In addition to market dynamics, anyone looking for an answer to the question, "Is wholesaling real estate legal in Arizona?" should inquire with the state's biggest real estate organizations. A great place to go for a statewide overview is the Arizona Association of Realtors (AAR).

There are also local Realtor chapters throughout Arizona. Some of the bigger markets and Realtor associations include:

It also helps to have an overview of the state’s economic conditions. The Arizona Association for Economic Development (AAED) is the state’s voice that advocates for responsible economic development through advocacy, education and collaboration.

Arizona is attractive for housing and businesses for several reasons. In 2020, Arizona recorded the third fastest-growing population in the United States. The state also has an educated workforce, creating upward mobility that can spur real estate activity. Total employment is projected to keep growing at a healthy rate as well.

Read Also: How To Wholesale Real Estate In Arizona: Step-By-Step

Yes, wholesaling real estate is legal in Arizona. The most important thing you must do is follow established state laws and regulations regarding real estate transactions in the state.

The assignment of contract exit strategy is legal in Arizona because it operates within specific legal boundaries. Wholesalers using this strategy aren't acting as unlicensed real estate agents; rather, they are transferring their rights to purchase a property, not representing others in the sale or purchase of real estate. When wholesalers sign a contract with a seller, they gain an equitable interest in the property, which legally entitles them to transfer this interest to an end buyer. This process doesn't require a real estate license as long as the wholesaler is merely selling their right to buy the property, not engaging in other activities reserved for licensed agents.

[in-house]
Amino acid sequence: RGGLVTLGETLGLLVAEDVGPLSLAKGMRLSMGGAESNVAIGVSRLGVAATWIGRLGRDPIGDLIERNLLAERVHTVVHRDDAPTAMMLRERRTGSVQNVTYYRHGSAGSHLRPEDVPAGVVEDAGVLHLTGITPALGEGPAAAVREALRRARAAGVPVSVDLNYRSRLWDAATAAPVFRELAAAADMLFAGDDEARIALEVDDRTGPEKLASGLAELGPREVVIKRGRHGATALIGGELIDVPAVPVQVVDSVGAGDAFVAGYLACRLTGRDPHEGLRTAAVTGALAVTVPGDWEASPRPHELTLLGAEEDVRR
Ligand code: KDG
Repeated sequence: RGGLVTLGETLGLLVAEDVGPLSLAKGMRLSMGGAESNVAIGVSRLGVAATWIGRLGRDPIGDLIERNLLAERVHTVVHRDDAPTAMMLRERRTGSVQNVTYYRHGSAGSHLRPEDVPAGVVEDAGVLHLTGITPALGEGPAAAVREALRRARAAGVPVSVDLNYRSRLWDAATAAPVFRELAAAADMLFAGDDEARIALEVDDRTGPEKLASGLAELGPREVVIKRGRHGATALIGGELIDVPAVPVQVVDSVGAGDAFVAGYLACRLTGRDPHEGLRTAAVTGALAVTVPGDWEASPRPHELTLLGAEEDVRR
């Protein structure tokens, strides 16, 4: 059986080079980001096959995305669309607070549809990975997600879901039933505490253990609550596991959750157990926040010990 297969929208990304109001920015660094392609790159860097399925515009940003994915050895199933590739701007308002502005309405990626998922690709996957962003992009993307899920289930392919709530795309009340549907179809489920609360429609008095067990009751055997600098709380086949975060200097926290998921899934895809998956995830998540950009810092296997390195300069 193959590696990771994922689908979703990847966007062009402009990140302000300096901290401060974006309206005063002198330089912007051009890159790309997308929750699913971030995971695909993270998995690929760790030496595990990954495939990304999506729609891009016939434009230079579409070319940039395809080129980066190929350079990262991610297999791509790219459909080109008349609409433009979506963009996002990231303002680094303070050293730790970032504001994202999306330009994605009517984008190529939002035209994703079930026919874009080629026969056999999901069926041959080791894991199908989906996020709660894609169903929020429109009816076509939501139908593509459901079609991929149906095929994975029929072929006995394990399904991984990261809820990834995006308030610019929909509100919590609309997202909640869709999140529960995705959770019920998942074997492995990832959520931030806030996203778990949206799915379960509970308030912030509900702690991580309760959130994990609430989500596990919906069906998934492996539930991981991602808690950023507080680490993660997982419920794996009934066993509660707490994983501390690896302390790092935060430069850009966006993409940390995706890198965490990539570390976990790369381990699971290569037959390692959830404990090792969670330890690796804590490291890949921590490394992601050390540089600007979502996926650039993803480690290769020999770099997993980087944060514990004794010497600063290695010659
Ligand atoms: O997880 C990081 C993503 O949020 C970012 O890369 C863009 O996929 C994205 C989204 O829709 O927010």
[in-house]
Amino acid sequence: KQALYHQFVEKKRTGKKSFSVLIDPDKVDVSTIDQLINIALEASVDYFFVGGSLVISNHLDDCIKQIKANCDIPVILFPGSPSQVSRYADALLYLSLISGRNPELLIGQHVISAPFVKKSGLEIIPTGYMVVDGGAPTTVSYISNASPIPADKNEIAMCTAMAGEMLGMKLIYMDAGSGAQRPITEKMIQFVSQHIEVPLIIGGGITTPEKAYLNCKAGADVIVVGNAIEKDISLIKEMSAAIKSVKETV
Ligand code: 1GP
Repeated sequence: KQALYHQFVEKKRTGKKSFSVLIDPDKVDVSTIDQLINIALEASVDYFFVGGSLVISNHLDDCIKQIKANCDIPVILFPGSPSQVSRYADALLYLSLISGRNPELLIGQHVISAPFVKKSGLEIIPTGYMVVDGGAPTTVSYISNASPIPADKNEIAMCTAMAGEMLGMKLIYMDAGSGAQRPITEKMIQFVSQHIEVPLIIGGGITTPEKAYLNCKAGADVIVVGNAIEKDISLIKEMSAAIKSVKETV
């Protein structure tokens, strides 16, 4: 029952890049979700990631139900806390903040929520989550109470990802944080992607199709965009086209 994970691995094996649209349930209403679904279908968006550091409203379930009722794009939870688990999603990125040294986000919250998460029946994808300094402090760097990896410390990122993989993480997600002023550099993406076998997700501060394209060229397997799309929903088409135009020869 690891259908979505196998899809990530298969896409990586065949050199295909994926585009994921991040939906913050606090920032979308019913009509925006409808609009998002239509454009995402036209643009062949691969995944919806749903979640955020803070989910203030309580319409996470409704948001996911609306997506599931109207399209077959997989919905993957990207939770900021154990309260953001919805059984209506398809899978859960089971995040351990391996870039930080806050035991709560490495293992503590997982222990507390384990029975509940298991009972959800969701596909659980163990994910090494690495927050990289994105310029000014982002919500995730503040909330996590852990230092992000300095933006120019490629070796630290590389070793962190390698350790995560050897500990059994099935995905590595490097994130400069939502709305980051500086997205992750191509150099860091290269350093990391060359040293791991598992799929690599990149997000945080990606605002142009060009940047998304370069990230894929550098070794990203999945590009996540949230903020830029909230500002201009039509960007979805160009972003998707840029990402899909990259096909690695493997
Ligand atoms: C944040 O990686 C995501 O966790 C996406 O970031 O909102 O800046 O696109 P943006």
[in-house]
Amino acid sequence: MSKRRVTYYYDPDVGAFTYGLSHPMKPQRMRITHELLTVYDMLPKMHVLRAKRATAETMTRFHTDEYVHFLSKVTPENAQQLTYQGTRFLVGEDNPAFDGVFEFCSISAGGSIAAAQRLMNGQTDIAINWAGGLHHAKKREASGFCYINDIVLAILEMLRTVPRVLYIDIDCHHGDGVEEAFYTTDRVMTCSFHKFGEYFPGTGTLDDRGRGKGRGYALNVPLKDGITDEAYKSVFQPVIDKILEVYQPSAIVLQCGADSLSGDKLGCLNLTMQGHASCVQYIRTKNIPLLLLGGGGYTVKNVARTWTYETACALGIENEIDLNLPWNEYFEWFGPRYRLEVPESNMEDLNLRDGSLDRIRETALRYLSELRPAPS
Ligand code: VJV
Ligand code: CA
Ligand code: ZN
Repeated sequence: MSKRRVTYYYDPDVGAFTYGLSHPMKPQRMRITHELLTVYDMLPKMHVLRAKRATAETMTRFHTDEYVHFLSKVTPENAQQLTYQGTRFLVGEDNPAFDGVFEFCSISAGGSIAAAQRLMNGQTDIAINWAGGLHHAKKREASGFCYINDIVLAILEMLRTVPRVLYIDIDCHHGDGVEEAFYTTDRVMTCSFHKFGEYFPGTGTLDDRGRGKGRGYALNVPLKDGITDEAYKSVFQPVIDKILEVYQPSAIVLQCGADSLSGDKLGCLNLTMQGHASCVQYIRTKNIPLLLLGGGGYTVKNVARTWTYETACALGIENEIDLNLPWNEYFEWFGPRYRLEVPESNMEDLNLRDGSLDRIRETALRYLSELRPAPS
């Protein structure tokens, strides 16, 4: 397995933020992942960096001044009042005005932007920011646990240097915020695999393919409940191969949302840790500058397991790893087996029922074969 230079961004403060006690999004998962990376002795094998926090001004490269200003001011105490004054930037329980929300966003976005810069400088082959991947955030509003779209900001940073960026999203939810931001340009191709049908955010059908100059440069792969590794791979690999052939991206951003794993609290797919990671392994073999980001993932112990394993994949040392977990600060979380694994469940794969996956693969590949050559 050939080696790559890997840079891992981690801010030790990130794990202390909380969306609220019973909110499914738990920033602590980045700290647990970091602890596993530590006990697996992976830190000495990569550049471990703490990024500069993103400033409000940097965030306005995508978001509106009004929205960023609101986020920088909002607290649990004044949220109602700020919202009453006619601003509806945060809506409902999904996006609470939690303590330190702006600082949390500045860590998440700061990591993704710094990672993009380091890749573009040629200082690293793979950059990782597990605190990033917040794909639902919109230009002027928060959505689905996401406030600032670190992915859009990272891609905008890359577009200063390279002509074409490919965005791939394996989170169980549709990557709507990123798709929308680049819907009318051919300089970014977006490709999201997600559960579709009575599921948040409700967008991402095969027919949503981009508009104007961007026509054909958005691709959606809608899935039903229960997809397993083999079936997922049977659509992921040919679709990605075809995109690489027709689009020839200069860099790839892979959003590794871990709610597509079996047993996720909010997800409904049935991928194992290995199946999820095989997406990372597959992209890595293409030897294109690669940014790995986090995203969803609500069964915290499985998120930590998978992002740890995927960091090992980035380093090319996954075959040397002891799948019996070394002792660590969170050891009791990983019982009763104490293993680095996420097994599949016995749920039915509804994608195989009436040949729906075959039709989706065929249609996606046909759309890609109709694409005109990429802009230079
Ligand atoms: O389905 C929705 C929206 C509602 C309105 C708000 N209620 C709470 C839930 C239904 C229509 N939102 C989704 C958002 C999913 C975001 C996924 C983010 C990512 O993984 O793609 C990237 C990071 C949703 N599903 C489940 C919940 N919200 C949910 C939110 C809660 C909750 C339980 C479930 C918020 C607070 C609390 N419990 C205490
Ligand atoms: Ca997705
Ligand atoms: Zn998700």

A good general understanding of real estate laws in Arizona will help you stay out of trouble as you work through your deals.

Also, take as much time as you need to learn about the three primary methods used in wholesaling.

The legal methods to wholesale real estate in Arizona include:

  1. Assignment of a Contract
  2. The Double Close
  3. Wholetailing

There are no laws restricting a principal from buying or selling a piece of real estate. This overarching right of private property owners paves the road for double closing, wholetaling, or buying and flipping properties legally.

Regarding the assignment of contractual rights in Arizona, Restatement (Second) of Contracts § 317(2) states that:

A contractual right can be assigned unless:

  1. The substitution of a right of the assignee for the right of the assignor would materially change the duty of the obligor, or materially increase the burden or risk imposed on him by his contract, or materially impair his chance of obtaining return performance, or materially reduce its value to him, or
  2. The assignment is forbidden by statute or is otherwise inoperative on grounds of public policy, or
  3. Assignment is validly precluded by contract.

Thus, using terms like “and assignee” or “and/or assigns” next to the name of the principal buyer is not legally required for a contract to be assignable to a third party.

What Are The Wholesaling Laws In Arizona?

Arizona real estate wholesaling laws

Arizona real estate law is governed by The Arizona Administrative Code and the Arizona Revised Statutes.

These references relate specifically to the authority and responsibility of the Arizona Department of Real Estate (ADRE) to administer the licensing and the real estate profession in Arizona.

The Arizona Administrative Code, Title 4, Chapter 28 details rules pertaining to real estate professions and occupations.

The Code covers requirements for:

  • Licensure
  • Education
  • Advertising
  • Compensation
  • Documents
  • Professional Conduct
  • Administrative Procedures

Arizona Revised Statutes Title 32. Professions and Occupations §32-2122. License required of brokers and salespersons

AZ Rev Stat § 32-2101 (2016) states that a real estate license is required of anyone acting in the capacity of a Real estate broker or Real estate salesperson. Specifically,